Gwynedd slate industry's world heritage status boost
Efforts to win World Heritage Site status for north Wales' slate industry have been boosted after it was put on a UK shortlist for potential nominations.
A bid was submitted last year by supporters who say the industry has shaped the social, political, economic and cultural landscape of Wales.
A World Heritage Site is chosen for its outstanding universal value to culture, history or science.
Welsh Secretary Cheryl Gillan said heritage status would boost tourism.
Gwynedd's slate industry is one of the final 11 contenders announced by UK Tourism and Heritage Minister John Penrose to form the new tentative list for potential nominations for the status.
The 11 sites have been whittled down from 38.
Nominations from the list will be submitted from 2012 based on the strength of their case.
Mrs Gillan said the slate industry had played a dominant role in shaping the landscape and economy of north Wales since the 19th Century.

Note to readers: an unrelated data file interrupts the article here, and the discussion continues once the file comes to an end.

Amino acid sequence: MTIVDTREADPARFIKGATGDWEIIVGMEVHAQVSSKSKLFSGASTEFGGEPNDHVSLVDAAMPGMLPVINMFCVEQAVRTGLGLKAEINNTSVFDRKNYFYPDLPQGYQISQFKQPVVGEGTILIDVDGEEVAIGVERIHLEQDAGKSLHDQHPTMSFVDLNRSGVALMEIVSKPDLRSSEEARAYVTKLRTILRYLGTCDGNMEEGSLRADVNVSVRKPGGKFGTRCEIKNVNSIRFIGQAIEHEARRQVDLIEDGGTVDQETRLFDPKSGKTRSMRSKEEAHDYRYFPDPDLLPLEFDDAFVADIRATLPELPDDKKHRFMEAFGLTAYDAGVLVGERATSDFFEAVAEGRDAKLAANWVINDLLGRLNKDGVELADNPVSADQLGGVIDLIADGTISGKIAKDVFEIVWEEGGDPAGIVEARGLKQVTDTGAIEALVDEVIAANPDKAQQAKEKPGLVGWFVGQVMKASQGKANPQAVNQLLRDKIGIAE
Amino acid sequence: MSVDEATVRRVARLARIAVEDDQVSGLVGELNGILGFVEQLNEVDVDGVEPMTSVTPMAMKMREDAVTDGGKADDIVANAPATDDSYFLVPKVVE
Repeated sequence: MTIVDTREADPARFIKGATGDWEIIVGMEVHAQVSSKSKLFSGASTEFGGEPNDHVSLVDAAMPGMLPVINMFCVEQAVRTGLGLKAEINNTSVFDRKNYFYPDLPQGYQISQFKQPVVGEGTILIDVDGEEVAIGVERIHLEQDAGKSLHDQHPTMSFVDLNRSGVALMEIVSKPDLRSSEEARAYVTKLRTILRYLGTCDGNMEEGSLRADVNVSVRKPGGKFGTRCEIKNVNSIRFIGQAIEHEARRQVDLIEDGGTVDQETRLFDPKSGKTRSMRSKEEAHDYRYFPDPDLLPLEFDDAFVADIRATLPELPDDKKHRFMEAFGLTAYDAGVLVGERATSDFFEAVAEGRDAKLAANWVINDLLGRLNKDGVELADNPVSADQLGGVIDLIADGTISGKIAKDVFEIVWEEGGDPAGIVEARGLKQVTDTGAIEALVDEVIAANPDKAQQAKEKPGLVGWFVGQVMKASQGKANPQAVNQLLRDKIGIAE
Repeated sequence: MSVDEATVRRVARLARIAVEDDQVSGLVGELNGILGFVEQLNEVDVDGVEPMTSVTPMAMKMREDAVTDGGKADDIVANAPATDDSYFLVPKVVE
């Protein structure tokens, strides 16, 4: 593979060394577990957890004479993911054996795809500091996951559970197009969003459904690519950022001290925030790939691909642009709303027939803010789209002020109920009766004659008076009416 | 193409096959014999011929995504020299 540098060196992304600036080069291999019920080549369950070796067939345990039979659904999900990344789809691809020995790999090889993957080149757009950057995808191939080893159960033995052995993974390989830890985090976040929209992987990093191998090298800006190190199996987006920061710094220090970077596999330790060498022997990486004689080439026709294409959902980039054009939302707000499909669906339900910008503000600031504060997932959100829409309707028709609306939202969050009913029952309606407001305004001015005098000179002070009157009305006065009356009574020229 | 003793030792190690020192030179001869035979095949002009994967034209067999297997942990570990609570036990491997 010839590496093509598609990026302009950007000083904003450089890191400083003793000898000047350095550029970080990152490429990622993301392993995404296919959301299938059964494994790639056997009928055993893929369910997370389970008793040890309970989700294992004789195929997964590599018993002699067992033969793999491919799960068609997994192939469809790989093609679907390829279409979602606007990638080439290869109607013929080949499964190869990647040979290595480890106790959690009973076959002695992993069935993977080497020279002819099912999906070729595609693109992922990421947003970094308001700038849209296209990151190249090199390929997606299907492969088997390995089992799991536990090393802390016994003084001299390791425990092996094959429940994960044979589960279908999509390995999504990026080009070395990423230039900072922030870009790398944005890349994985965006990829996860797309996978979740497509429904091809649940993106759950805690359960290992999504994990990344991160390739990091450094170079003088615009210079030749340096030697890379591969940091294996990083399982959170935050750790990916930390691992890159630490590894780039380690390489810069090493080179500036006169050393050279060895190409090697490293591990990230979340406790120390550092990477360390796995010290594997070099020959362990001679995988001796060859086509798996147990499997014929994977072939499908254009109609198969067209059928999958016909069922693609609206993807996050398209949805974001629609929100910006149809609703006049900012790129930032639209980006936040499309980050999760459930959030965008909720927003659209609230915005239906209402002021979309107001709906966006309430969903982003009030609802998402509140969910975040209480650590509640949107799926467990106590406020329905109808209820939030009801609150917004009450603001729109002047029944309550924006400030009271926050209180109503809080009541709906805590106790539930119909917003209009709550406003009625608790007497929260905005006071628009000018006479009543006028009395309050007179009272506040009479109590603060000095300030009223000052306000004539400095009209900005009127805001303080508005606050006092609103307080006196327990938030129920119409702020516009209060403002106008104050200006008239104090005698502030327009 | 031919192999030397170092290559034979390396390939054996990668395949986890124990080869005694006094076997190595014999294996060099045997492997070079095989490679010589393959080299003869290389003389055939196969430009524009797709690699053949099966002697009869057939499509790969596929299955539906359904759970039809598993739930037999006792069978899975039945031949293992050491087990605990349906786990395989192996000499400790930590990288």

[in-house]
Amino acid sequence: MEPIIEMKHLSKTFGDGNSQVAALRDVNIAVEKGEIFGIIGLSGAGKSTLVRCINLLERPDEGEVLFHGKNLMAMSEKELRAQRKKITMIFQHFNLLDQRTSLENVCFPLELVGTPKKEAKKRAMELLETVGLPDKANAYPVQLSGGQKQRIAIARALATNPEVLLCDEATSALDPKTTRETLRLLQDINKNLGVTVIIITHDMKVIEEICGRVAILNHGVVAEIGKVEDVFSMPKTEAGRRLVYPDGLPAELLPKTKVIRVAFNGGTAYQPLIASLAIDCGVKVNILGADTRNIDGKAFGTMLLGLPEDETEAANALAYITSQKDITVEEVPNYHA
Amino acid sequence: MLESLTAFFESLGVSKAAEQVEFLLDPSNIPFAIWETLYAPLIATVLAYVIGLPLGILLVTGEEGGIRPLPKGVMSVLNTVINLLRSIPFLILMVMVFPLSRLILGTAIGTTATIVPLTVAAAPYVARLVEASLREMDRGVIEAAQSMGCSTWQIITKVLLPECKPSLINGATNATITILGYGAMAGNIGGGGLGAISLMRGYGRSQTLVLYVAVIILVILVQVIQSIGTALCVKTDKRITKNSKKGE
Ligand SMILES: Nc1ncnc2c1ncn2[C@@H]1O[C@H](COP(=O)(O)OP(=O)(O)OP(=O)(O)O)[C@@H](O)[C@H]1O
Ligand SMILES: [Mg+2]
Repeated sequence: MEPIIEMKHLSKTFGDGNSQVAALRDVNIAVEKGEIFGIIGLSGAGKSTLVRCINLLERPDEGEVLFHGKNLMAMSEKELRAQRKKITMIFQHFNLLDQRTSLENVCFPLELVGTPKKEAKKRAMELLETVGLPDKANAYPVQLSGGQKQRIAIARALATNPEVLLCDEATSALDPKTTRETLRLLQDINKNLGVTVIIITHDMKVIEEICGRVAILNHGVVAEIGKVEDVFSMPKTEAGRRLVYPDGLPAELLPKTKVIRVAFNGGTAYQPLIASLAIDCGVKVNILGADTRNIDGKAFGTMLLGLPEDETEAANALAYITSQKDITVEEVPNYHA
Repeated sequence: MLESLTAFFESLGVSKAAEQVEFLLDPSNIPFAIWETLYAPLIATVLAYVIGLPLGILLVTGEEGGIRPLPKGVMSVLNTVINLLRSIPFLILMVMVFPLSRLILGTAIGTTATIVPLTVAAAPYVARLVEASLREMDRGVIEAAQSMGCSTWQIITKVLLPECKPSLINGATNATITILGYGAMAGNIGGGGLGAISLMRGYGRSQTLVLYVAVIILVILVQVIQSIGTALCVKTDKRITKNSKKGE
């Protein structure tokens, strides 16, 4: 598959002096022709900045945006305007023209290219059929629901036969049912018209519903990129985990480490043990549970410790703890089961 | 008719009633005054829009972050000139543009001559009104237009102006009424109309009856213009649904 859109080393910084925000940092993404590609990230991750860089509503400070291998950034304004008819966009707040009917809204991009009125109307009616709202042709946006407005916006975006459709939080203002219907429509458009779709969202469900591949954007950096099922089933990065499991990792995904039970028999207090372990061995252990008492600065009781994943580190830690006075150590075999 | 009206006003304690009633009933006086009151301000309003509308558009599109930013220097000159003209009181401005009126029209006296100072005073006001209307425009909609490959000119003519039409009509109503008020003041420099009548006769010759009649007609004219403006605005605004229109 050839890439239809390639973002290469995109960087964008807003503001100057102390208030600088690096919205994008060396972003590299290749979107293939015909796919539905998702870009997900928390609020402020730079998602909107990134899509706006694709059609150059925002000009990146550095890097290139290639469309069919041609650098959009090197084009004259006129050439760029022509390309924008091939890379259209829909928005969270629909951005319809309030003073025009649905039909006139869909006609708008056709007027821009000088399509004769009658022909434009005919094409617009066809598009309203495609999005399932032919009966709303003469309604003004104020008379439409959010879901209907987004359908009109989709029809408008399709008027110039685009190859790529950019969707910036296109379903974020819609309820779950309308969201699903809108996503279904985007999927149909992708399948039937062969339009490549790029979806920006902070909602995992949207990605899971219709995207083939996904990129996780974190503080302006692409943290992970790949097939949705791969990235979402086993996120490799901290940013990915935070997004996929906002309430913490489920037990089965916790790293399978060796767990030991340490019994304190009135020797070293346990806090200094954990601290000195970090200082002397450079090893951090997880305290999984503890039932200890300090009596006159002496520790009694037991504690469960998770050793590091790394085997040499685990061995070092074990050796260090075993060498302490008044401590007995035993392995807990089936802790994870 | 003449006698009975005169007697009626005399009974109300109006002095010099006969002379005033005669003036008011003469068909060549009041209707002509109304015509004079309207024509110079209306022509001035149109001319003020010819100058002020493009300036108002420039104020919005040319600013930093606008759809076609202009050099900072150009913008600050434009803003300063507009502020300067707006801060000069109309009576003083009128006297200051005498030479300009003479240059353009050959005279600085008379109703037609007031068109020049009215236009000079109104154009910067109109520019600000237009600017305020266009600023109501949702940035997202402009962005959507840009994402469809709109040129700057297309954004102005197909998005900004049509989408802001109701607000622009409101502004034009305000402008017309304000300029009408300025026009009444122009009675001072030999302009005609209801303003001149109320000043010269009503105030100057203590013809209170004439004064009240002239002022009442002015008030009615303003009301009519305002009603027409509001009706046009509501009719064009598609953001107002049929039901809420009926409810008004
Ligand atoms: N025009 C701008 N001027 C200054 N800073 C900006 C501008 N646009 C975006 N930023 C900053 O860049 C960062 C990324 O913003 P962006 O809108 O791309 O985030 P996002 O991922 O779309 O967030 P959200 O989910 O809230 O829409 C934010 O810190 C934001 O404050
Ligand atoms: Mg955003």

"Tourism is vitally important to the north Wales economy," she said bringing in up to £1.8bn of income to the region and supporting around 37,000 jobs.
"Heritage status would help show the world just what Wales has to offer - from areas of outstanding beauty to dramatic industrial heritage."
Gwynedd council leader Dyfed Edwards said: "I am delighted that the government has recognised the global significance of the Gwynedd slate quarrying industry, and am now looking forward to working with Gwynedd's slate communities and our partners to develop our submission to Unesco."
The entire process of being selected for world heritage status can take between five and 10 years.
The bid must now move onto a nomination list where it will be assessed by the International Council on Monuments and Sites (ICOMOS) and the World Conservation Union (IUCN).
If successful, the application is then judged by the World Heritage Committee, which meets once a year to decide which sites will be inscribed on the world heritage List.